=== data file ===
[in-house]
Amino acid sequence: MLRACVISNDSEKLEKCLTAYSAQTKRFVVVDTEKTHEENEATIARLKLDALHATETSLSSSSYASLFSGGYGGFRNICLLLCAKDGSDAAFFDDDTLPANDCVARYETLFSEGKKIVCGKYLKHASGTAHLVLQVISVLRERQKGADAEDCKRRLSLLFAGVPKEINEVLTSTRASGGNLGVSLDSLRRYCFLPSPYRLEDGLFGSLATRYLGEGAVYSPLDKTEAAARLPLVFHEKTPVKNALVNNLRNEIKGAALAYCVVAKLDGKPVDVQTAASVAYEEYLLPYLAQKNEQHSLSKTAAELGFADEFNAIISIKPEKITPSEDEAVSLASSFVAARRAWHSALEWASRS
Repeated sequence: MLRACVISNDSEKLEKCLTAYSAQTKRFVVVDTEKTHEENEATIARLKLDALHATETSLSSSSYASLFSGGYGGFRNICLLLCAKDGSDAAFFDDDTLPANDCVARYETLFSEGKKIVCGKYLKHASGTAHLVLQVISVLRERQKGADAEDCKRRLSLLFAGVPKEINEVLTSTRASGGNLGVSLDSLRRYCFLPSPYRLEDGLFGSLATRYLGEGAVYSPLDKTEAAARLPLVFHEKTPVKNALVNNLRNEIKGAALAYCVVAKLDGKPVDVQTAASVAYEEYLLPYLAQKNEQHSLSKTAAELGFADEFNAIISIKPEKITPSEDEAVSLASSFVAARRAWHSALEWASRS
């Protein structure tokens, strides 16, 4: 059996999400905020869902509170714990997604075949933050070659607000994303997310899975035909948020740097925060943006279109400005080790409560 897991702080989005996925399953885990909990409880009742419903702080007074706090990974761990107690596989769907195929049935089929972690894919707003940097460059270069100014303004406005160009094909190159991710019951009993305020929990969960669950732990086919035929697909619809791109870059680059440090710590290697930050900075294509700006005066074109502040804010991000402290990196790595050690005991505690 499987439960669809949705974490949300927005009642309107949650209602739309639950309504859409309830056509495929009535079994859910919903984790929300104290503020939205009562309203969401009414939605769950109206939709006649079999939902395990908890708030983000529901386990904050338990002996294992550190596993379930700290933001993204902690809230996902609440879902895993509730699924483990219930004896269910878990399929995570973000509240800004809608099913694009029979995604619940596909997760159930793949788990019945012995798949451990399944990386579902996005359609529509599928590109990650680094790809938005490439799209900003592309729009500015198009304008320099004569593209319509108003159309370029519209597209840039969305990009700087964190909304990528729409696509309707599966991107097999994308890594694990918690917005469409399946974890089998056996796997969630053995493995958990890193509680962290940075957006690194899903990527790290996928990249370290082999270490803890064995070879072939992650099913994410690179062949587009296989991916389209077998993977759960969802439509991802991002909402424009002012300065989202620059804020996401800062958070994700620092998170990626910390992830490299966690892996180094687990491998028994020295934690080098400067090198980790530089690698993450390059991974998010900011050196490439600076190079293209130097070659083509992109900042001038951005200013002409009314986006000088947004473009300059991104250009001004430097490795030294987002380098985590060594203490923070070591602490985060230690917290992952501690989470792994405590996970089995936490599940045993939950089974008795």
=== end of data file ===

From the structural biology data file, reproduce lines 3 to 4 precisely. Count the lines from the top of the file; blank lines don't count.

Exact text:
Repeated sequence: MLRACVISNDSEKLEKCLTAYSAQTKRFVVVDTEKTHEENEATIARLKLDALHATETSLSSSSYASLFSGGYGGFRNICLLLCAKDGSDAAFFDDDTLPANDCVARYETLFSEGKKIVCGKYLKHASGTAHLVLQVISVLRERQKGADAEDCKRRLSLLFAGVPKEINEVLTSTRASGGNLGVSLDSLRRYCFLPSPYRLEDGLFGSLATRYLGEGAVYSPLDKTEAAARLPLVFHEKTPVKNALVNNLRNEIKGAALAYCVVAKLDGKPVDVQTAASVAYEEYLLPYLAQKNEQHSLSKTAAELGFADEFNAIISIKPEKITPSEDEAVSLASSFVAARRAWHSALEWASRS
């Protein structure tokens, strides 16, 4: 059996999400905020869902509170714990997604075949933050070659607000994303997310899975035909948020740097925060943006279109400005080790409560 897991702080989005996925399953885990909990409880009742419903702080007074706090990974761990107690596989769907195929049935089929972690894919707003940097460059270069100014303004406005160009094909190159991710019951009993305020929990969960669950732990086919035929697909619809791109870059680059440090710590290697930050900075294509700006005066074109502040804010991000402290990196790595050690005991505690 499987439960669809949705974490949300927005009642309107949650209602739309639950309504859409309830056509495929009535079994859910919903984790929300104290503020939205009562309203969401009414939605769950109206939709006649079999939902395990908890708030983000529901386990904050338990002996294992550190596993379930700290933001993204902690809230996902609440879902895993509730699924483990219930004896269910878990399929995570973000509240800004809608099913694009029979995604619940596909997760159930793949788990019945012995798949451990399944990386579902996005359609529509599928590109990650680094790809938005490439799209900003592309729009500015198009304008320099004569593209319509108003159309370029519209597209840039969305990009700087964190909304990528729409696509309707599966991107097999994308890594694990918690917005469409399946974890089998056996796997969630053995493995958990890193509680962290940075957006690194899903990527790290996928990249370290082999270490803890064995070879072939992650099913994410690179062949587009296989991916389209077998993977759960969802439509991802991002909402424009002012300065989202620059804020996401800062958070994700620092998170990626910390992830490299966690892996180094687990491998028994020295934690080098400067090198980790530089690698993450390059991974998010900011050196490439600076190079293209130097070659083509992109900042001038951005200013002409009314986006000088947004473009300059991104250009001004430097490795030294987002380098985590060594203490923070070591602490985060230690917290992952501690989470792994405590996970089995936490599940045993939950089974008795």